How I use art to bridge misunderstanding

Director and playwright Adong Judith creates provocative art that sparks dialogue on issues from LGBTQ rights to war crimes. In this quick but powerful talk, the TED Fellow details her work — including the play “Silent Voices,” which brought victims of the Northern Ugandan war against Joseph Kony’s rebel group together with political, religious and cultural leaders for transformative talks. “Listening to one another will not magically solve all problems,” Judith says. “But it will give a chance to create avenues to start to work together to solve many of humanity’s problems.”

Link Original: https://www.ted.com/talks/adong_judith_how_i_use_art_to_bridge_misunderstanding


How to Be an Artist, According to Georgia O’Keeffe

 


“The notion that you can make an artist overnight, that there is nothing but genius, and a dash of temperament in artistic success is a fallacy,” artist Georgia O’Keeffe asserted when she was 40 years old in 1928. The year before, she’d been given her first retrospective at the Brooklyn Museum -an indisputable marker of success. But O’Keeffe, who would live to the age of 98, wasn’t done developing as an artist -or contemplating what it meant to be one.

“Great artists don’t just happen, any more than writers, or singers, or other creators,” she continued. “They have to be trained, and in the hard school of experience.”

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Vatican unveils frescoes in catacombs that show FEMALE PRIESTS

Do these images prove that early Christianity had FEMALE priests? Vatican unveils frescoes hinting that women held power in the early Church

  • The 230-240 AD frescoes were found in the Catacombs of Priscilla of Rome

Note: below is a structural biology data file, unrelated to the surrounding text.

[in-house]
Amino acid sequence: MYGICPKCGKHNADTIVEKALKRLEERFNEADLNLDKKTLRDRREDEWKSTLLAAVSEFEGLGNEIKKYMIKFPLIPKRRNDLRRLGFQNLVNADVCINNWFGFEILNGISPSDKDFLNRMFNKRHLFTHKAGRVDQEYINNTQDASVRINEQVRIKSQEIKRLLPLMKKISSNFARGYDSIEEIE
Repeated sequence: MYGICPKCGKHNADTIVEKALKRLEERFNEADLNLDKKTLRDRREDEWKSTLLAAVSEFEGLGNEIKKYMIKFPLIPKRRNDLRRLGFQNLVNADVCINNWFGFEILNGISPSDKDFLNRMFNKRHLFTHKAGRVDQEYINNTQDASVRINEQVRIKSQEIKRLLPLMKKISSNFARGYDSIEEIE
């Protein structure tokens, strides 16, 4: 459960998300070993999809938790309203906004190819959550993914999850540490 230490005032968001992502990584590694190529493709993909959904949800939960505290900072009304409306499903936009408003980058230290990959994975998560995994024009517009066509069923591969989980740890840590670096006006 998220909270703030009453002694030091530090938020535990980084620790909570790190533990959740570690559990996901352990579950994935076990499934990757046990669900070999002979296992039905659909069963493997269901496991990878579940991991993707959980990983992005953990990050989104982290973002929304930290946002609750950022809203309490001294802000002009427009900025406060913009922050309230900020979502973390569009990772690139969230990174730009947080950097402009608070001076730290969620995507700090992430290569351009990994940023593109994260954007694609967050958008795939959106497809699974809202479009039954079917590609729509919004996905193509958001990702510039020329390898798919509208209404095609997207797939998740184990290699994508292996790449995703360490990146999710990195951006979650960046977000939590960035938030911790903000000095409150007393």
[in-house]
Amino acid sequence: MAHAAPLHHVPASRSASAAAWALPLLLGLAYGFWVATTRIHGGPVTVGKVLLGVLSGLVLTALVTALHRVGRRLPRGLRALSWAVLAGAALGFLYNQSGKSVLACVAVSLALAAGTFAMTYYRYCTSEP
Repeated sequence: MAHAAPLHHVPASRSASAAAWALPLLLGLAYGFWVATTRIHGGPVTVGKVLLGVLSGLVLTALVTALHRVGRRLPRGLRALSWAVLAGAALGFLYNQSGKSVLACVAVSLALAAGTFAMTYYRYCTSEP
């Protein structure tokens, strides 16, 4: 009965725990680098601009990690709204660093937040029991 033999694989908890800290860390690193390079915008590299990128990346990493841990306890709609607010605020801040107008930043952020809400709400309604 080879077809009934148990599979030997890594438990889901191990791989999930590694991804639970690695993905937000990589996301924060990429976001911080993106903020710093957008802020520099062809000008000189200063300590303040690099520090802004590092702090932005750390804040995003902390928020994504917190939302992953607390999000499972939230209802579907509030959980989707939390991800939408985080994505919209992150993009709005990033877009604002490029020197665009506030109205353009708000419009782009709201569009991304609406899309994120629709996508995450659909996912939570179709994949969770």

• One fresco shows a group of women celebrating banquet of the Eucharist
  • Another shows woman with outstretched arms like those of a priest
  • Vatican says assertions that these women were priests are ‘fairy tales’

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How Acoustic Shells Work (And How to Design Them Effectively)

 

Acoustic shells are iconic elements seen in public spaces around the world. But beyond their curious form, their operation is highly interesting. Inspired by the design of the human ear, the sound waves produced within acoustic shells are organized by their form, becoming stronger and more vivid for the audience in front of the structure.

From a technical point of view, sound propagation is carried out by reverberations that, when created inside the shell, are directed by the concave shape towards the spectators. In other words, after a sound is made, it hits the shell and, due to the shell’s carefully calculated form, is distributed to the audience. Another object that uses the same reasoning is the iconic Brazilian pay phone developed by the architect Chu Ming Silveira.

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